We were dealing with difficult and irate visitors on a daily basis – many of them resented that fact that they had to have security in our camps. Sadly, random attacks – such as the one at the end of July – are beyond our control and the risk to visitors can only be minimised if we have armed security in the camps. The decision to have security in camps is not ours, but comes from Government and has to be implemented until we can find an alternative solution. We have decided that next year we will reduce the number of available camps from eight to five – closing those that are seen to be too remote. We will close Campi ya Mungu, Nolmaiman and River Camps.
On the 18th we had a stroke of luck in our hunt for the armed robbers who attacked River Camp in late July. We were able to apprehend one of the armed robbers – the person we believe to have been the leader of the gang – Nelson Segeria (also known as Nelson Francis Marwua). This arrest was the culmination of three weeks of very patient intelligence work and excellent collaboration between the police in Kenya and Tanzania and the Mara Conservancy. Segeria admitted that he was part of the gang and corroborated the statement already given by Paul Parkiswa, the Masai guide who we arrested in July. He was charged with Murder and Robbery with Violence on the 31st. We are still working on apprehending other members of the gang and narrowly missed arresting Chacha Marua on the night of the 30th.
A total of 22 people was arrested for poaching during August; one additional person was arrested for murder. We recovered 532 wire snares and rescued several animals, including seven wildebeest and an eland. We found a lion, giraffe, eland, Thompson’s gazelle, zebra and several wildebeest that had been snared and butchered.
10 wire snares were recovered close to Kinyangaga on the 3rd, one wildebeest had been butchered.
One person arrested on the 4th as he came into the Lemai Wedge to hunt. One other person was arrested on the 7th along the escarpment near Kinyangaga. 15 wire snares were recovered near the Ngiro-are windmill.
On the eighth 89 wire snares were recovered in a sweep that started on the Kenyan side of the border, near Ol Donyo Olpaek and ended near the Lemai Swamp. One lion was found killed in a snare on our side of the border – the poachers had skinned the carcass and taken the claws. Two zebra and several wildebeest had also been butchered and one wildebeest was rescued. Two people were arrested near Kokamange as they came into the Serengeti.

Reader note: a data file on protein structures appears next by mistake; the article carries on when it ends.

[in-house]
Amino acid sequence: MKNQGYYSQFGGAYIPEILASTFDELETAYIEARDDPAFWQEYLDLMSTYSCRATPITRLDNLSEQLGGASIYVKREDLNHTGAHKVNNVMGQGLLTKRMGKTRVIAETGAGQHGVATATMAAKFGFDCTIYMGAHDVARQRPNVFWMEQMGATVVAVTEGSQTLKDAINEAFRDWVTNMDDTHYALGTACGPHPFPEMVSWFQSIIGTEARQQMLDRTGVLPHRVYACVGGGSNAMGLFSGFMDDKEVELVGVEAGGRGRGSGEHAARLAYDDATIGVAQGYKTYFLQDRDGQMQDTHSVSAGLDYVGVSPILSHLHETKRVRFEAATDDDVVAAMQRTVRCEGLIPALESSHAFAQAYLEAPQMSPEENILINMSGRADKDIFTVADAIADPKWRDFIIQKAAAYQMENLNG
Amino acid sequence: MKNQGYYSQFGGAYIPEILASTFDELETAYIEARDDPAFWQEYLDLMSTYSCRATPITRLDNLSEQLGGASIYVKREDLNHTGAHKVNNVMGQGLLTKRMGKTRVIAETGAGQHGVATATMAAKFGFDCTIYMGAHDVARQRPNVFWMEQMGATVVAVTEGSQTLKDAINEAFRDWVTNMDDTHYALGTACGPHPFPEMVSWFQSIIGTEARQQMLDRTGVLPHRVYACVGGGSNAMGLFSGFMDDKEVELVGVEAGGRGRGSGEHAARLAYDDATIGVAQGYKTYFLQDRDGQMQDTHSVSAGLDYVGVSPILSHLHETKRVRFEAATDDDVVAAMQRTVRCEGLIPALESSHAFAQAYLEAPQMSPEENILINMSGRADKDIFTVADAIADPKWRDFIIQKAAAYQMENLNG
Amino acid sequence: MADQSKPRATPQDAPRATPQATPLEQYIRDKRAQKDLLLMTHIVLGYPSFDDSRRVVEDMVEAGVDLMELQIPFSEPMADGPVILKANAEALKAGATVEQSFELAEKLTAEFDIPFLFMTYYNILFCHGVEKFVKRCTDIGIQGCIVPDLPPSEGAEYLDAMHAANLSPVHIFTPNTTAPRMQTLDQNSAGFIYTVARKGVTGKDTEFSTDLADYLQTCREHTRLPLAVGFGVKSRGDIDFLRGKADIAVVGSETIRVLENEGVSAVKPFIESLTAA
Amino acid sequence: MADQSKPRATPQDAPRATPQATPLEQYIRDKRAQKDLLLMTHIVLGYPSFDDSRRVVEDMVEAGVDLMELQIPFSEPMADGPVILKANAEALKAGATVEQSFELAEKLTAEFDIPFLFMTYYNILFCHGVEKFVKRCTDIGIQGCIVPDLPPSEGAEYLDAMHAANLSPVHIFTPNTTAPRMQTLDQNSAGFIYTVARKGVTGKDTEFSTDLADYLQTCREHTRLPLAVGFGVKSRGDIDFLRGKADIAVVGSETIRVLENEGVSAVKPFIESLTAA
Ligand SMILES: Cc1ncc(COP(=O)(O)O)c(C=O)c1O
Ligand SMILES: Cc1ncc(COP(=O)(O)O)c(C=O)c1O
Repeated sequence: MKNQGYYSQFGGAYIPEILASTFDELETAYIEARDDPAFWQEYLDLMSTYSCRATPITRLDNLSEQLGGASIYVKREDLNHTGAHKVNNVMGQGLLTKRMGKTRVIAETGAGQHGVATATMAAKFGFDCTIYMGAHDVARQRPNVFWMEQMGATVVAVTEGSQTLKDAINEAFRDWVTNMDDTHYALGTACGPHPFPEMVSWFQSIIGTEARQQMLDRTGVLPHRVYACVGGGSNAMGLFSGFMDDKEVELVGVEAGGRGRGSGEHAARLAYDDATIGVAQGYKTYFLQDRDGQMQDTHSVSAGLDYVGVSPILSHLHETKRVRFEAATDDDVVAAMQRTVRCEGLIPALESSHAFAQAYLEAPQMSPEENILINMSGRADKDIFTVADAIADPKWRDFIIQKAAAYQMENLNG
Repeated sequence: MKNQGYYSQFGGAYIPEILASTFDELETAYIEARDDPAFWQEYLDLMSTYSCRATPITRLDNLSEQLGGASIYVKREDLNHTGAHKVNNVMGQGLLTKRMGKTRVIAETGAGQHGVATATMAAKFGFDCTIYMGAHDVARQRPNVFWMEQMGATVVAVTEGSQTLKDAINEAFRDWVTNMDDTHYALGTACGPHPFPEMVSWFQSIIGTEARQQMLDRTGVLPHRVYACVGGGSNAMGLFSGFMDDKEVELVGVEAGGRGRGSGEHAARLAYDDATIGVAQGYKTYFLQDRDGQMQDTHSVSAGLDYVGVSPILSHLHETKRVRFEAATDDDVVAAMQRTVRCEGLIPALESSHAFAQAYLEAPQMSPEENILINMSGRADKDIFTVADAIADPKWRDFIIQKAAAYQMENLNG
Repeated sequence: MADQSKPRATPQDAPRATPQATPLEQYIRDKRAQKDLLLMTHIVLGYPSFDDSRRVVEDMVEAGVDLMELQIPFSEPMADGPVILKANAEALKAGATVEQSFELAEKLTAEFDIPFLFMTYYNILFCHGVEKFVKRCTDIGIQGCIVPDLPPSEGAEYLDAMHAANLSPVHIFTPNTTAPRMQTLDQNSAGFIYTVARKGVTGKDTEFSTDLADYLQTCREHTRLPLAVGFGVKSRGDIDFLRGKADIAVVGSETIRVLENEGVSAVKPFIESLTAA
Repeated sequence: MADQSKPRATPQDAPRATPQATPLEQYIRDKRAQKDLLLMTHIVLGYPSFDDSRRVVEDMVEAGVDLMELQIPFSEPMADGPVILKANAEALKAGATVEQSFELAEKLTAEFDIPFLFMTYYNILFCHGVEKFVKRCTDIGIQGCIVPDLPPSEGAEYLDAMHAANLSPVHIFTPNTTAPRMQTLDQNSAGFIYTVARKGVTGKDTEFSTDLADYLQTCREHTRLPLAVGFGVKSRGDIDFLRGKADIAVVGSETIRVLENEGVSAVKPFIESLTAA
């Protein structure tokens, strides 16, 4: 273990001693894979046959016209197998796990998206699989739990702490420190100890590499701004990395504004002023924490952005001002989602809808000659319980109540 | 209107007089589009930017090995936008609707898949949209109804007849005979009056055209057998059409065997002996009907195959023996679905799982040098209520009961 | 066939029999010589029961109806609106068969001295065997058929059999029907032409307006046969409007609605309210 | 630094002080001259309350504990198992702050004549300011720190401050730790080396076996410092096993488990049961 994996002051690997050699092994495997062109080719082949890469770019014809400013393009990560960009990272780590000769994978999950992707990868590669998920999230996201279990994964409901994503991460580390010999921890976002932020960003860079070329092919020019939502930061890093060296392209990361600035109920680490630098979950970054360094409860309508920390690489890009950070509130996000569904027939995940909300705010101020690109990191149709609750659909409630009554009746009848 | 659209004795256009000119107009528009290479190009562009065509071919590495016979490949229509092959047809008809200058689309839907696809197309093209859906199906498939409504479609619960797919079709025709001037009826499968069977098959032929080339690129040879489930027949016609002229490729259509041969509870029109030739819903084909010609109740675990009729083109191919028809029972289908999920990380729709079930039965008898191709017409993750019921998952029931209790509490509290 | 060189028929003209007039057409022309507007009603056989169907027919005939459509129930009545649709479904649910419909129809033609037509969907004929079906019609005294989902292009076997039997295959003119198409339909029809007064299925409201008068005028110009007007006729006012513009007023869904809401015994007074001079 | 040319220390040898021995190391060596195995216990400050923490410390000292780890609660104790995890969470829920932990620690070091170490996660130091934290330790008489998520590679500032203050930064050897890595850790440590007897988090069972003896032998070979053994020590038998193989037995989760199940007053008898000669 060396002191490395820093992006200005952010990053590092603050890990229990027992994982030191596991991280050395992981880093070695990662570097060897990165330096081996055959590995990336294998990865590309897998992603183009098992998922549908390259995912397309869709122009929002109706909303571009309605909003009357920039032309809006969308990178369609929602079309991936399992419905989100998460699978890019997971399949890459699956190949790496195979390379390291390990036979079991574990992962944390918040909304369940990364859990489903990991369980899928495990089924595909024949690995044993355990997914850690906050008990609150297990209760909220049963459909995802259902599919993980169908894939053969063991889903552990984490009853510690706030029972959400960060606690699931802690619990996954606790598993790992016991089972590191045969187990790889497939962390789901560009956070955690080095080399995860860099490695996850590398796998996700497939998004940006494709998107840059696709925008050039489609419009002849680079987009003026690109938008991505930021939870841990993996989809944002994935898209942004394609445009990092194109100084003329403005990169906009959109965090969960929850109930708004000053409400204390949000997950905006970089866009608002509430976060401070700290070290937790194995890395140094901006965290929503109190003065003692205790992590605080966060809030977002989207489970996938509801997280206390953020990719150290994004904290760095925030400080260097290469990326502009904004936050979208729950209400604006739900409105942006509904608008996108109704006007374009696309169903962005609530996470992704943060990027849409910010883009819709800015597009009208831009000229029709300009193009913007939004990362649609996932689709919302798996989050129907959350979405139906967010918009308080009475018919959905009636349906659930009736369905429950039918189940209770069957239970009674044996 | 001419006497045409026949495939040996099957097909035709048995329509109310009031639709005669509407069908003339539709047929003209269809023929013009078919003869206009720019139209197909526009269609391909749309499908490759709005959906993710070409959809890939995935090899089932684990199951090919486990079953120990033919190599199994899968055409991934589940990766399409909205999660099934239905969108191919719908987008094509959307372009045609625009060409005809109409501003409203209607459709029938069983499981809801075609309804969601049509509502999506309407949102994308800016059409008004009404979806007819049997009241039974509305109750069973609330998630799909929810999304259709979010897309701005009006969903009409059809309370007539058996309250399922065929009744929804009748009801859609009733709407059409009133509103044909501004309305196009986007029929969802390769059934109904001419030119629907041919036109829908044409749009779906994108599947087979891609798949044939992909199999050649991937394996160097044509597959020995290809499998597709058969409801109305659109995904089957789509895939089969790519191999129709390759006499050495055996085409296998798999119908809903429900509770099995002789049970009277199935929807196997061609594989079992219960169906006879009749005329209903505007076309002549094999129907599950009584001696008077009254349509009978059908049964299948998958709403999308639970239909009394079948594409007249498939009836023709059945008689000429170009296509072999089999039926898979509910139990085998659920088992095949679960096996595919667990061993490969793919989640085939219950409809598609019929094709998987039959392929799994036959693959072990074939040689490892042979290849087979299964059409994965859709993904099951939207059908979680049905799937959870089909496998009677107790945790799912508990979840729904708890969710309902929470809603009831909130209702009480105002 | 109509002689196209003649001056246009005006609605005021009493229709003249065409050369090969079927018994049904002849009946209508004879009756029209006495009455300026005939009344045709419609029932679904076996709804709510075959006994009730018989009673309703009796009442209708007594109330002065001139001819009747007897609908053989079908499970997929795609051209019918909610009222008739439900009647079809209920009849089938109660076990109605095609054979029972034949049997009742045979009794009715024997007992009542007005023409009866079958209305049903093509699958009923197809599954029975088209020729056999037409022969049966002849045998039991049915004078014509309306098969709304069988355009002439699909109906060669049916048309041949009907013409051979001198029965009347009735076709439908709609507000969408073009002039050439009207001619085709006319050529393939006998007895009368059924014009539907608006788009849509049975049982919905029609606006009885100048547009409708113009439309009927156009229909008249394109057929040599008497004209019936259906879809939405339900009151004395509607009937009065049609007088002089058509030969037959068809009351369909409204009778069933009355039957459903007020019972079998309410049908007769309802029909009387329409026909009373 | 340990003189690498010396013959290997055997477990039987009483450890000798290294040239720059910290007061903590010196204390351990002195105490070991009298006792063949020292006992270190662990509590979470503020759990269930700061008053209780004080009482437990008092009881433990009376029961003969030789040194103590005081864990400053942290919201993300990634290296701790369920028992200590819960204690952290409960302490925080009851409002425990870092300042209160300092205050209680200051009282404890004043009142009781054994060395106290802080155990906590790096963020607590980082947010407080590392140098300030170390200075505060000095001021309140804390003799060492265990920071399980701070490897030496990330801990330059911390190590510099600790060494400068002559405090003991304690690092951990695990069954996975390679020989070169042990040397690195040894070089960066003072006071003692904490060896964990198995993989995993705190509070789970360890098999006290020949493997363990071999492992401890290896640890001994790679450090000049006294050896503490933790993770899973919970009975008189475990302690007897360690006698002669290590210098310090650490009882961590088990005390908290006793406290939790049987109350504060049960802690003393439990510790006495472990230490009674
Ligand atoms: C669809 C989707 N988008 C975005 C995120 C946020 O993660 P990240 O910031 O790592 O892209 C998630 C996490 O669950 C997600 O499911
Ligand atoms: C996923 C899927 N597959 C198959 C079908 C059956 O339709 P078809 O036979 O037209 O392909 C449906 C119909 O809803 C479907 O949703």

One person, of eleven, was arrested near the Lemai Swamp as they came in to set snares on the 9th, he had six wire snares. A further five snares were recovered in the same area – they had caught and killed two wildebeest.
On the 13th an aircraft flying into the Kokatende airstrip saw a poachers camp. Our Tanzanian counterparts called our rangers for assistance and the combined team managed to arrest 13 poachers in an area known as Nzonzo, across the Mara River, in the northern Serengeti. The poachers had killed and butchered seven zebra, six wildebeest, two eland and five Thompson’s gazelle. 30 wire snares were recovered.
The rangers continue to collect large numbers of snares. Twelve were collected on the 17th, and 176 collected on the 18th. Six wildebeest and one eland were rescued. It is virtually impossible to apprehend these poachers – they have the advantage of height afforded by the escarpment and are able to closely monitor the movement of our vehicles and rangers. The snares are all set within easy walking distance of the escarpment and the poachers are able to come down at night, set their snares, or butcher any animals caught in them, and leave before being discovered.
A combined patrol with the Anne Kent-Taylor/Care for the Wild scouts and our rangers from Oloololo Gate arrested five people on the 18th. They were burning charcoal and had killed one bushbuck.
110 wire snares were recovered on the 26th, one animal was found dead and another five had been butchered. The following day another 79 snares were recovered near Kasarani, in the Lemai Wedge. One giraffe was found dead in a snare and eight wildebeest had been killed and butchered.
The Ngiro-are rangers arrested on poacher on the night of the 30th as he and his companion entered the Lemai Wedge.
Revenue and Accounts
I have attached a copy of income and expenditure from the audited accounts for the period ending May 31st 2010; the accounts were audited by Deloitte. There was a considerable increase in Park entrance fees – the result of a 50% increase in Park entrance fees, from US$ 40 to US$ 60 that took effect in July 2009.
STATEMENT OF COMPREHENSIVE INCOME FOR THE YEAR ENDED 31 MAY 2010
We received our new Case Backhoe/loader on the 20th. This machine will greatly improve our ability to work on the roads, resurface sections and install ditches and culverts. This machine has already been used to sped up our road works on the main Serena to Oloololo Road.
The grader worked on opening up mitre drains on all the main roads and then graded a section of the main road to Purungat that had become corrugated.
We completed the new kennel at Ngiro-are and the mason went on to repair a section of the outside wall surrounding the station. A 20 metre section of the stone facing on the wall peeled off in one of the many earth tremors that affect that area.
We sent our Land Cruiser for valuation in Nairobi and will try and find buyers. The vehicle was valued at Ksh 1.7 million. The new land Cruiser was delivered to Nairobi and will be deployed in the Mara in early September, once we have fitted radios and a vehicle tracking device.
Report on focus for August
Focus for September 2010
· Collect new Suzuki and fit with radio and tracking device. Sell Cheetah II;
· Fit radio and tracking device in new land Cruiser. Sell old Land Cruiser;
· Work on main road to Oloololo;
· Start work on new road from Sankuria to Little Governors;
· Install Culverts;
· Start on kitchen and mess at Oloololo Gate;
· Get environment impact assessment on toilets and platform at the hippo pools; and
· Continue with follow-up on armed robbers.